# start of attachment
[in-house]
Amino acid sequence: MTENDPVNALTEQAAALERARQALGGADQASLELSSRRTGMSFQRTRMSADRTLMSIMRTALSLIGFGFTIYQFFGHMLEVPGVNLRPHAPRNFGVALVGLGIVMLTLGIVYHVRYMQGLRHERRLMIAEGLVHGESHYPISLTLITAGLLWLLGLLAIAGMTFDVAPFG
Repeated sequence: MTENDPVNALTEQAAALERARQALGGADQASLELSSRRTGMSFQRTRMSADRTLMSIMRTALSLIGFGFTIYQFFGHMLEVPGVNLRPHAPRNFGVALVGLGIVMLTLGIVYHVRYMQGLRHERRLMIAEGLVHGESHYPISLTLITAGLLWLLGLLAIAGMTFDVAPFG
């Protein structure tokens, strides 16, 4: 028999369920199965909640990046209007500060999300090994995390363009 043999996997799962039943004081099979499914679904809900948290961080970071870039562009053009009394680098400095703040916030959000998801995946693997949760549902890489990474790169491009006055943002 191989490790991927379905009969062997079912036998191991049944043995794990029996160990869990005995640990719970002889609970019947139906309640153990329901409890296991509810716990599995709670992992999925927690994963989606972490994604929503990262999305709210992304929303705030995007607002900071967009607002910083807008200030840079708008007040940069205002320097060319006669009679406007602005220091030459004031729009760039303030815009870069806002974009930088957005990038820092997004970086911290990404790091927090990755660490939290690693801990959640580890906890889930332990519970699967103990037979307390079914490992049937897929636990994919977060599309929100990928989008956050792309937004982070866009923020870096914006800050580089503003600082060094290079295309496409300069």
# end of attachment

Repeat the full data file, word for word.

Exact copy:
[in-house]
Amino acid sequence: MTENDPVNALTEQAAALERARQALGGADQASLELSSRRTGMSFQRTRMSADRTLMSIMRTALSLIGFGFTIYQFFGHMLEVPGVNLRPHAPRNFGVALVGLGIVMLTLGIVYHVRYMQGLRHERRLMIAEGLVHGESHYPISLTLITAGLLWLLGLLAIAGMTFDVAPFG
Repeated sequence: MTENDPVNALTEQAAALERARQALGGADQASLELSSRRTGMSFQRTRMSADRTLMSIMRTALSLIGFGFTIYQFFGHMLEVPGVNLRPHAPRNFGVALVGLGIVMLTLGIVYHVRYMQGLRHERRLMIAEGLVHGESHYPISLTLITAGLLWLLGLLAIAGMTFDVAPFG
């Protein structure tokens, strides 16, 4: 028999369920199965909640990046209007500060999300090994995390363009 043999996997799962039943004081099979499914679904809900948290961080970071870039562009053009009394680098400095703040916030959000998801995946693997949760549902890489990474790169491009006055943002 191989490790991927379905009969062997079912036998191991049944043995794990029996160990869990005995640990719970002889609970019947139906309640153990329901409890296991509810716990599995709670992992999925927690994963989606972490994604929503990262999305709210992304929303705030995007607002900071967009607002910083807008200030840079708008007040940069205002320097060319006669009679406007602005220091030459004031729009760039303030815009870069806002974009930088957005990038820092997004970086911290990404790091927090990755660490939290690693801990959640580890906890889930332990519970699967103990037979307390079914490992049937897929636990994919977060599309929100990928989008956050792309937004982070866009923020870096914006800050580089503003600082060094290079295309496409300069």